I’m old enough to remember when the Humvee was first introduced by the US military (don’t all 8-year old boys keep close tabs on new military hardware?). In the decades since it’s become iconic, so I thought I’d get one to round out my modern skirmish stuff.

The HMMWV

Yes, indeed, that’s technically it’s correct name. Replacing the easily pronounceable M151 “Jeep”, the High Mobility Medium Wheeled Vehicle quickly became “Humvee”, which is a pretty inaccurate nickname, but how the heck else do you pronounce HMMWV?

Designed to fit snugly in the back of a C-130 and sized somewhere between the smaller jeep and the bigger WW2 vintage Deuce-and-a-half, manufacturer AM General has built over 280,000 Humvees for US forces and foreign military sales. It serves as a light cargo vehicle and a personnel and weapons carrier. And honestly, as just about every other role the US military could shoehorn it into.

 

The original version often had canvas doors, but this model shows a the metal-doored (but still softskin) M998 variant. Subsequent versions had more and more armour, air conditioning, a bigger engine and turrets which kept getting bigger and bigger. The problem was this was that it drove like a barge and while resistant to small arms fire it had pretty crap mobility, which when the vehicle’s name starts with “high mobility” shows that mission creep had set in to an epic level. Protection from mines and IEDs remained fairly rubbish. As of 2012 the US military has decided that trying to make Humvees into APCs was a stupid idea and relegated them to rear-echelon use. Which is what they were originally designed for anyway. Front line troops are more like to get an MRAP for insurgency work, which makes a lot more sense, and it only took them 20 years to figure it out.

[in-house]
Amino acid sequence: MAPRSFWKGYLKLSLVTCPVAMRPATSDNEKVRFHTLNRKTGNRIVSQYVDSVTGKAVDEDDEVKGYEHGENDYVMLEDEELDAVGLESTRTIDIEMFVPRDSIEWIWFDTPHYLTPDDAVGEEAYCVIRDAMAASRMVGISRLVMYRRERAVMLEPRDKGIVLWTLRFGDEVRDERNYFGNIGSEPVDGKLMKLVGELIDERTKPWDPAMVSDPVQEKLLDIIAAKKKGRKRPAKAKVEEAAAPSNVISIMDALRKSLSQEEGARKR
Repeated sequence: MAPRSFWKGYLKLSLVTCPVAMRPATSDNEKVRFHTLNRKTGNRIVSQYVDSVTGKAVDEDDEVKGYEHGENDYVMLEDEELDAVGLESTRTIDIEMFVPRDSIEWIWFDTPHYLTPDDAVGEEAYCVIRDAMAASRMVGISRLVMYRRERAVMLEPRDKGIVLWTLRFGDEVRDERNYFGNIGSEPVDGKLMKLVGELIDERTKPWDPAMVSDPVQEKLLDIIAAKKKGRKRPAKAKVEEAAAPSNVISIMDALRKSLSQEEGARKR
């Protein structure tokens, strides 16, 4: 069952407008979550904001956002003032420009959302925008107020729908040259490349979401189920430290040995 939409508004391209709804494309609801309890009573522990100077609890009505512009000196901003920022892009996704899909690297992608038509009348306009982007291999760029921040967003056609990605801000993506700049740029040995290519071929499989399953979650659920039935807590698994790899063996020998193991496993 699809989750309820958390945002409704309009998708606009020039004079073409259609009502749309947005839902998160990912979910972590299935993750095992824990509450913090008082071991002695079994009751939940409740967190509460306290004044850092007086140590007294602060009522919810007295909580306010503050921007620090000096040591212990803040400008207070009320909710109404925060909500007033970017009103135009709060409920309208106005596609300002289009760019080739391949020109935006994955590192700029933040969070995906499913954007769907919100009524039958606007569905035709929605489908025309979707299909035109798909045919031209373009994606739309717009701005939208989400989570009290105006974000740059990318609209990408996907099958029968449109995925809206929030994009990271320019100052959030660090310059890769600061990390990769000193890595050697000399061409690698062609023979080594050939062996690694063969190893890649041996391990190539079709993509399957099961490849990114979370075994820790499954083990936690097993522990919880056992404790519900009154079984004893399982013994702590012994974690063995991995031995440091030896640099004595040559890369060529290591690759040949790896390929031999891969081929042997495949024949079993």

The Humvee is due to be replaced in US service by the new JLTV (Joint Light Tactical Vehicle), continuing the tradition of unpronounceable vehicle names. The JLTV is basically “son of Humvee” and reportedly is a lot less agricultural to drive. You’re bound to still see a lot of Humvees in service for a long time, both with the US and sold on to every man and his dog around the world.

The Militia Miniatures Humvee

I bought this in their recent Kickstarter, hopefully it’l be up on Minibits soon and available generally. It’s not the cheapest Humvee out there in 28mm (£15 on the KS), but it’s a very nice kit.

It was a clean cast, with no holes to fill at all. Much appreciated, that. I hate filling holes. The body is resin and you get a metal gunner, metal wheels, axles, front and rear bumpers. Two weapon choices are included, an M60 LMG and a Mk19 AGL. Those are both quite American weapon choices, but the gunner isn’t dressed in US uniform. He’ll do nicely as a merc though. I’ve glued the Mk19 into his hands and then magnetised him into the hole on the roof, so I can remove him and the weapon when I need to. I did have to cut down the pintle for the Mk19 to make his hands line up nicely with it, which is a bit of a booboo from Militia, but an easily fixed one.

I decided to paint it in the currently fashionable sandy paint scheme, which for me started with a cheap plastic primer from Halfords and then an all over spray of Army Painter desert yellow. After painting the tyres I attached the wheels and went around with black ink picking out all the detail, then washed it all over with thinned AP Dark tone, clearing it off the flat areas with a finger to prevent water marks. A quick drybrush with some Vallejo Iraqi Sand and then I could stick on the roo bars at the front.  Simples.

I’ll be using this for the skirmish game Black Ops, and if you’re thinking that a big American V8 and an automatic grenade launcher isn’t the most stealthy option you’d be right. Luckily Black Ops works as a stand-up wargame, and even for stealth games there’s an option for the defender to bring in vehicles as their QRF, as well as the obvious patrol and convoy ambush type scenarios.